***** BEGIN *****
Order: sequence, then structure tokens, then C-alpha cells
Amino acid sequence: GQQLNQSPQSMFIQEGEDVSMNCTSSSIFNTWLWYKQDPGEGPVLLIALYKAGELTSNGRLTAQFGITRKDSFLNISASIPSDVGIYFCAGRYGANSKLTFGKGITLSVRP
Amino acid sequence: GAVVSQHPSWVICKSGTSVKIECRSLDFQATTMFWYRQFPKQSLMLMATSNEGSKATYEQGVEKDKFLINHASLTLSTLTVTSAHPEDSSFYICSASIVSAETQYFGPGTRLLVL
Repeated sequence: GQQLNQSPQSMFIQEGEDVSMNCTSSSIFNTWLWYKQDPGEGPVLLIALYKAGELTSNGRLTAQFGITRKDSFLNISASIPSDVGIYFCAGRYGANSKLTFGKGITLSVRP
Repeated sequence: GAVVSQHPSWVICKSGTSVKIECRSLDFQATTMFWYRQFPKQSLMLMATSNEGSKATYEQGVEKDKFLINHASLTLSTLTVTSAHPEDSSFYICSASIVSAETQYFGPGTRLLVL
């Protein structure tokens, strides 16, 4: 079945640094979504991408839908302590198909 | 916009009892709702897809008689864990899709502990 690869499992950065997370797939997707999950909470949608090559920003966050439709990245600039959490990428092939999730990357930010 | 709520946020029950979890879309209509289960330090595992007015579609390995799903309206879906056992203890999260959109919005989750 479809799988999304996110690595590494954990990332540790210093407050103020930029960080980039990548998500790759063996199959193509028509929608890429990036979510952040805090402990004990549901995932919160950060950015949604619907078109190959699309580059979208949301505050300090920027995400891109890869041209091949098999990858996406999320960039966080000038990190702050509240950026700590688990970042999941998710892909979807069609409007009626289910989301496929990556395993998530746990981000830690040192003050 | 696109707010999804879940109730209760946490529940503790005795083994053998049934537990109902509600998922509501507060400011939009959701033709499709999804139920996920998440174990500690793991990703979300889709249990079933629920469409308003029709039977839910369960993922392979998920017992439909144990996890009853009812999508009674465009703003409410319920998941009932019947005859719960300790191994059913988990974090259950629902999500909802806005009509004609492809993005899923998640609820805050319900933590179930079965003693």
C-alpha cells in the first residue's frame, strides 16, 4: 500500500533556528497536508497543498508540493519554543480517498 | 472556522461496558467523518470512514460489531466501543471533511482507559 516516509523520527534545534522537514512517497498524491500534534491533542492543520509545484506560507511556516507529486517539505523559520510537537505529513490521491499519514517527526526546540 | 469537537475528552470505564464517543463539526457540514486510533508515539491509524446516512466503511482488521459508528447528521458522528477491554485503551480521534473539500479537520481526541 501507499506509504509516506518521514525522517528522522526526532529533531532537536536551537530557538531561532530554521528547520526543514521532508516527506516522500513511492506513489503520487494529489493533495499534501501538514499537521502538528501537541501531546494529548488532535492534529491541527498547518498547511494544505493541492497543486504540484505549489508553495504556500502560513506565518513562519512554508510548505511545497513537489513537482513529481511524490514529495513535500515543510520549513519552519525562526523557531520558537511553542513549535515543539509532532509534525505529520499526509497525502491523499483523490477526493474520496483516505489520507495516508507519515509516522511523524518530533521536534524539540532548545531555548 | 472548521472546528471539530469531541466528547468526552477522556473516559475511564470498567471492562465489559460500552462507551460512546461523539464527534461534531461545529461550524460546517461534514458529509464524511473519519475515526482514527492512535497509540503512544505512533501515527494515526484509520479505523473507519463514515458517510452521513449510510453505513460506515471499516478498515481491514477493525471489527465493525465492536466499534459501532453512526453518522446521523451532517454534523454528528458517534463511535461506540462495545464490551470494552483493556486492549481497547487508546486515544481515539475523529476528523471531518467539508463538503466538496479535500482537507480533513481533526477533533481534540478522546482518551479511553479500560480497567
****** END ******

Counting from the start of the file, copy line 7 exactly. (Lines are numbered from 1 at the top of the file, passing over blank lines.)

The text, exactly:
C-alpha cells in the first residue's frame, strides 16, 4: 500500500533556528497536508497543498508540493519554543480517498 | 472556522461496558467523518470512514460489531466501543471533511482507559 516516509523520527534545534522537514512517497498524491500534534491533542492543520509545484506560507511556516507529486517539505523559520510537537505529513490521491499519514517527526526546540 | 469537537475528552470505564464517543463539526457540514486510533508515539491509524446516512466503511482488521459508528447528521458522528477491554485503551480521534473539500479537520481526541 501507499506509504509516506518521514525522517528522522526526532529533531532537536536551537530557538531561532530554521528547520526543514521532508516527506516522500513511492506513489503520487494529489493533495499534501501538514499537521502538528501537541501531546494529548488532535492534529491541527498547518498547511494544505493541492497543486504540484505549489508553495504556500502560513506565518513562519512554508510548505511545497513537489513537482513529481511524490514529495513535500515543510520549513519552519525562526523557531520558537511553542513549535515543539509532532509534525505529520499526509497525502491523499483523490477526493474520496483516505489520507495516508507519515509516522511523524518530533521536534524539540532548545531555548 | 472548521472546528471539530469531541466528547468526552477522556473516559475511564470498567471492562465489559460500552462507551460512546461523539464527534461534531461545529461550524460546517461534514458529509464524511473519519475515526482514527492512535497509540503512544505512533501515527494515526484509520479505523473507519463514515458517510452521513449510510453505513460506515471499516478498515481491514477493525471489527465493525465492536466499534459501532453512526453518522446521523451532517454534523454528528458517534463511535461506540462495545464490551470494552483493556486492549481497547487508546486515544481515539475523529476528523471531518467539508463538503466538496479535500482537507480533513481533526477533533481534540478522546482518551479511553479500560480497567